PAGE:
100a,B (100, 100) 90.69b,A (73.90, 100) 100 (100, 100) 100a,A (90.59, 100) 100 (100, 100) 100a,A (98.36, 100)

3.85  2.36b,B 1.60  1.20c,A


a,A a,A

12.54  1.45a,B 8.60  3.44a,A 1,211  187b,B 968  258b,A 1,660  334a,A 1,378  347a,A 1,900  258a,A 1,666  305a,A 5.20  1.85b,B 2.7  1.22b,A GP/AH

3.55  2.58ab,A 2.49  0.87ab,A BCC/BCS

151.64  30.34A 145.87  35.32A

2.43  1.84a,A 1.47  0.74a,A

C A M Group





Maximum depth (mm, mean ± SD)

Load to fracture* (N, mean ± SD)

Push-out bond strength (MPa, mean ± SD)

9.53  4.32a,B 5.62  2.87b,A

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Penetration area (mm2, mean ± SD)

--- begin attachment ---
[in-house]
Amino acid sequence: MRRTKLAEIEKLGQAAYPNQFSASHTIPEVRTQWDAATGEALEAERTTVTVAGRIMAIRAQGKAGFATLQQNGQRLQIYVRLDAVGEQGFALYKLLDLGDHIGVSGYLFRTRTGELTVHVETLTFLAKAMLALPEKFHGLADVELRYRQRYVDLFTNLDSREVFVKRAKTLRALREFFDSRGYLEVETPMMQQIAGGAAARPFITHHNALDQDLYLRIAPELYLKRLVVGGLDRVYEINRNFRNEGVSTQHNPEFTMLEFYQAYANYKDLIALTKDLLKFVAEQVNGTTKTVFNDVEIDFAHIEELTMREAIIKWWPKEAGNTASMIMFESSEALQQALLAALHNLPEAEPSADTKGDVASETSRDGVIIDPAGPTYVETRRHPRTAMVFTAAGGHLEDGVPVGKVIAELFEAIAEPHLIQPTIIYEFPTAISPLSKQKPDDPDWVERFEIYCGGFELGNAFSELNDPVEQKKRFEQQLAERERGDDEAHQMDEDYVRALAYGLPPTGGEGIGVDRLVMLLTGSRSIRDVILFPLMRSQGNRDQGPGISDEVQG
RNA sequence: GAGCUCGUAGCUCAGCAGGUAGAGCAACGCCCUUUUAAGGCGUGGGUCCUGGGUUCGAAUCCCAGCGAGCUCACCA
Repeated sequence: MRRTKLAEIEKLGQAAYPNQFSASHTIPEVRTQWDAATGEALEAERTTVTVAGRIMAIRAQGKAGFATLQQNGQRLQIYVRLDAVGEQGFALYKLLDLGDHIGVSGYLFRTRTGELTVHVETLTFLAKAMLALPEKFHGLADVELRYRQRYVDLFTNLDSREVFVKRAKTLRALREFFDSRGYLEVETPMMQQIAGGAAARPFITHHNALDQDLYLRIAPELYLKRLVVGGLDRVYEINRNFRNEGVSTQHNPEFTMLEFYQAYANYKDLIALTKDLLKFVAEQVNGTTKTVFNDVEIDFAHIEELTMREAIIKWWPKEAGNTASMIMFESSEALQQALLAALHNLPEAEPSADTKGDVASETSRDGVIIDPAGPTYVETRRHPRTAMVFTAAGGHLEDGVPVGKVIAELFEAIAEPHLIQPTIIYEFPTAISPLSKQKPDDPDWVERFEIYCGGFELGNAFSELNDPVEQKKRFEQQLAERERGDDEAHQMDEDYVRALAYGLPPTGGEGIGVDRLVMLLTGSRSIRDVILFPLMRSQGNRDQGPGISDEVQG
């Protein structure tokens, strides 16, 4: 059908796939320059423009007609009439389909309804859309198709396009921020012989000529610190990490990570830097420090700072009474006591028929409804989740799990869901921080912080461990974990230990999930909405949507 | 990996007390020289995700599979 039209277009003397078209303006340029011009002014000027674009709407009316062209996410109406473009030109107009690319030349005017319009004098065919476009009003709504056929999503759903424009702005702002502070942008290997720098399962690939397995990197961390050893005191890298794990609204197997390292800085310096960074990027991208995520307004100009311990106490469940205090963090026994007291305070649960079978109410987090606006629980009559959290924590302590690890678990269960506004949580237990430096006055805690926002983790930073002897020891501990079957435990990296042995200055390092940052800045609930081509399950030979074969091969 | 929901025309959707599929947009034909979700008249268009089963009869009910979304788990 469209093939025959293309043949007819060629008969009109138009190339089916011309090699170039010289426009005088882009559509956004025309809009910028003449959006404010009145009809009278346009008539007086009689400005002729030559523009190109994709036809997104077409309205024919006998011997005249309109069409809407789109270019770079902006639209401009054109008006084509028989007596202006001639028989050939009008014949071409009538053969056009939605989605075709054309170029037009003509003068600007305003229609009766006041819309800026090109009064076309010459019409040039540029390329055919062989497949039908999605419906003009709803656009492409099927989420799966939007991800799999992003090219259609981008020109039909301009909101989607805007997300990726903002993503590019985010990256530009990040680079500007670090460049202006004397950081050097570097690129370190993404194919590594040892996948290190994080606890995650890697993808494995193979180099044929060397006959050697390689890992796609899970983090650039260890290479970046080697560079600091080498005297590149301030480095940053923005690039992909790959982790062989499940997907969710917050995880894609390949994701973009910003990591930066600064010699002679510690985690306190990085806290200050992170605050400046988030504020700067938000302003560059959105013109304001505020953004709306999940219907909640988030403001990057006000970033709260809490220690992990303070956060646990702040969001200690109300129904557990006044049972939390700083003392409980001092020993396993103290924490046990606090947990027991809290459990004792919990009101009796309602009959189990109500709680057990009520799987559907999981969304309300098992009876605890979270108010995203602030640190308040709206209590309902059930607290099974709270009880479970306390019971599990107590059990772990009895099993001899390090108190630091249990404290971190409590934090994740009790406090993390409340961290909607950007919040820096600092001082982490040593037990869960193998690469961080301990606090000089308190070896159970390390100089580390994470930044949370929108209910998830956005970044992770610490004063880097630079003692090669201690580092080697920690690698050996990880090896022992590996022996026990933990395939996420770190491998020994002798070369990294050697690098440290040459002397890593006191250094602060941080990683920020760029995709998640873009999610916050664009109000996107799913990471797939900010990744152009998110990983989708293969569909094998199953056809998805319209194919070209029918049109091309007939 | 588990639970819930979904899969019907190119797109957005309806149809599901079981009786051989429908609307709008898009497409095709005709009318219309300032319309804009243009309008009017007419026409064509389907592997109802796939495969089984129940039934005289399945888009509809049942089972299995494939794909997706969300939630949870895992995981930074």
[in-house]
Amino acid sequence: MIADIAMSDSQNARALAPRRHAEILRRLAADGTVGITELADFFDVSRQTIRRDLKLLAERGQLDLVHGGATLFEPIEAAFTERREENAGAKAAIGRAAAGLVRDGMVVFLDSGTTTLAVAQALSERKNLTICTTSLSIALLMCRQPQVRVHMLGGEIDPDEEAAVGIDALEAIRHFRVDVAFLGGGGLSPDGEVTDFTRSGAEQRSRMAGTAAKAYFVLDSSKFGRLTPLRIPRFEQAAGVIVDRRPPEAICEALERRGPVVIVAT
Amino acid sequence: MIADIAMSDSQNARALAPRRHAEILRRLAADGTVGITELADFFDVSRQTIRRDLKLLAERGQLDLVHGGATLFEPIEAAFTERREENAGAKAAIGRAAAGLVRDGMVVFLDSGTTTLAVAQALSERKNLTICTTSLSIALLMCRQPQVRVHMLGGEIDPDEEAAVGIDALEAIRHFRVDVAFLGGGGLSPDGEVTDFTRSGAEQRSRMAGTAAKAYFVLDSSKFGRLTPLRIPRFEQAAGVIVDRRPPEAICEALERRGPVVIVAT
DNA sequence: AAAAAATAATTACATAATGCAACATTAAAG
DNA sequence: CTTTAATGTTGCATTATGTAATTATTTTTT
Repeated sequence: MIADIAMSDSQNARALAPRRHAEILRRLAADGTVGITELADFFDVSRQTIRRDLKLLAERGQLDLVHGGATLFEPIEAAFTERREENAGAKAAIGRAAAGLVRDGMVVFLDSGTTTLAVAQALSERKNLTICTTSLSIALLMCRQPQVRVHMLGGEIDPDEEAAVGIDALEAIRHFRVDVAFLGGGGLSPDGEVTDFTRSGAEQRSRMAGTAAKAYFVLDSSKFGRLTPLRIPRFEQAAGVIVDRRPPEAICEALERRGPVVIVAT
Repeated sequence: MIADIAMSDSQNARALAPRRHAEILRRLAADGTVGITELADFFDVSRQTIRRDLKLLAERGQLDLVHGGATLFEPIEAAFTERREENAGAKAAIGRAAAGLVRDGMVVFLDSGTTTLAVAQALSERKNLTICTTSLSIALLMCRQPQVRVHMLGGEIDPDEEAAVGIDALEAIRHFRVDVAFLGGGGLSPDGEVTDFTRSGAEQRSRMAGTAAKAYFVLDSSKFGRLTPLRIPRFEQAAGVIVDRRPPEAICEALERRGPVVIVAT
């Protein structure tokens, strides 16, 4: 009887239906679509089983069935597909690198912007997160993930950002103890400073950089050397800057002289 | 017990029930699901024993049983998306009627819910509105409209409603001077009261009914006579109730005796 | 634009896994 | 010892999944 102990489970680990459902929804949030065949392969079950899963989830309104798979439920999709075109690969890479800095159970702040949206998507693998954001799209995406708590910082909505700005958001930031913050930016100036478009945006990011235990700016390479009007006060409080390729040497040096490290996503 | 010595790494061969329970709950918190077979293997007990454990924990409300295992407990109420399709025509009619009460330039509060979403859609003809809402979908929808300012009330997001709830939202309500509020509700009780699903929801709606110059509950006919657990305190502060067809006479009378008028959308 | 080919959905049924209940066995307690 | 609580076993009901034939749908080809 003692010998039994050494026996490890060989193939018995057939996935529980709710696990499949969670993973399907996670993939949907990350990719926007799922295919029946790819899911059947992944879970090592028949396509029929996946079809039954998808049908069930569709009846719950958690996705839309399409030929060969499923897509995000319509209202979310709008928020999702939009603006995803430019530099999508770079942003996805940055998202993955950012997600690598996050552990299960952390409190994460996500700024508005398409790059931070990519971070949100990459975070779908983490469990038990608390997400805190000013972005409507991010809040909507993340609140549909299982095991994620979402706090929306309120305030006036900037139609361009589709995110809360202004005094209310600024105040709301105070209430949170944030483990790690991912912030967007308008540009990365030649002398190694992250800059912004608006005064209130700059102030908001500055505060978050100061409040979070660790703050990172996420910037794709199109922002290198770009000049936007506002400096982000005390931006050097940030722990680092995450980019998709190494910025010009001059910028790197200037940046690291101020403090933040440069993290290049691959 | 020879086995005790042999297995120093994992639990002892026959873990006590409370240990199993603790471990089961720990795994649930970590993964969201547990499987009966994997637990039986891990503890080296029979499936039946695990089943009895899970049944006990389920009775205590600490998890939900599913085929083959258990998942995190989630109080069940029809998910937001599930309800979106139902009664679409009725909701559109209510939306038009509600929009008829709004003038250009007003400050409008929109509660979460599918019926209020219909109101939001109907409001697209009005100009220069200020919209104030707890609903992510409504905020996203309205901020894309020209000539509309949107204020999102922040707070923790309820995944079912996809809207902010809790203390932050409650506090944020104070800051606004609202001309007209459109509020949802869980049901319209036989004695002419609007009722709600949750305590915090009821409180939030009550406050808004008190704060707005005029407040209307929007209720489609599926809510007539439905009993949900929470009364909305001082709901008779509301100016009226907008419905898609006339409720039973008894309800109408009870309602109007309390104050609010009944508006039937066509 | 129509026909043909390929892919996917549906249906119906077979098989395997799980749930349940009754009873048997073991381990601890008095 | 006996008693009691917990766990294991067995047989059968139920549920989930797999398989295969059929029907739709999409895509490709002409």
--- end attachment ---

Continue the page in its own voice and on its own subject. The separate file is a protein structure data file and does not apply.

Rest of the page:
The fracture resistance, push-out bond strength, and sealer penetration of BCC/BCS and GP/AH are presented in Table 1. The fracture resistance of the roots was significantly different among the groups (P < .01). The prepared, nonobturated roots showed the significantly lowest fracture load. No significant difference was found among intact roots, GP/AH, and BCC/BCS (P > .05). BCC/BCS showed significantly higher push-out bond strength than GP/AH only at the apical area (P < .01). Regardless of the material type, the bond strengths of GP/AH and BCC/BCS at the apical level were higher than those at the middle level (P < .01). Table 2 shows the failure modes from the push-out bond test. GP/AH mostly revealed adhesive failure between the cone and sealer, whereas BCC/BCS mostly showed cohesive failure in the sealer (Fig. 1A–D). BCC/BCS showed significantly higher circumferential penetration at the apical level (P < .01), deeper sealer penetration at the apical level (P = .027), and wider sealer penetration areas at all root levels (P < .01) than those of GP/AH. Circumferential sealer penetration of BCC/BCS was not significantly different among the root levels (P > .05), whereas that of GP/AH at the apical level was significantly decreased (P < .01). For both sealers, the penetration depth and area displayed a decreasing trend from the coronal to the apical root level (Fig. 2A–D); the depth at the apical level was statistically lower than the coronal and middle levels (P < .01). The MOE of the materials is reported in Table 3. BCS presented significantly higher MOE than GP, AH, and BCC (P < .01), with no significant difference detected among the others.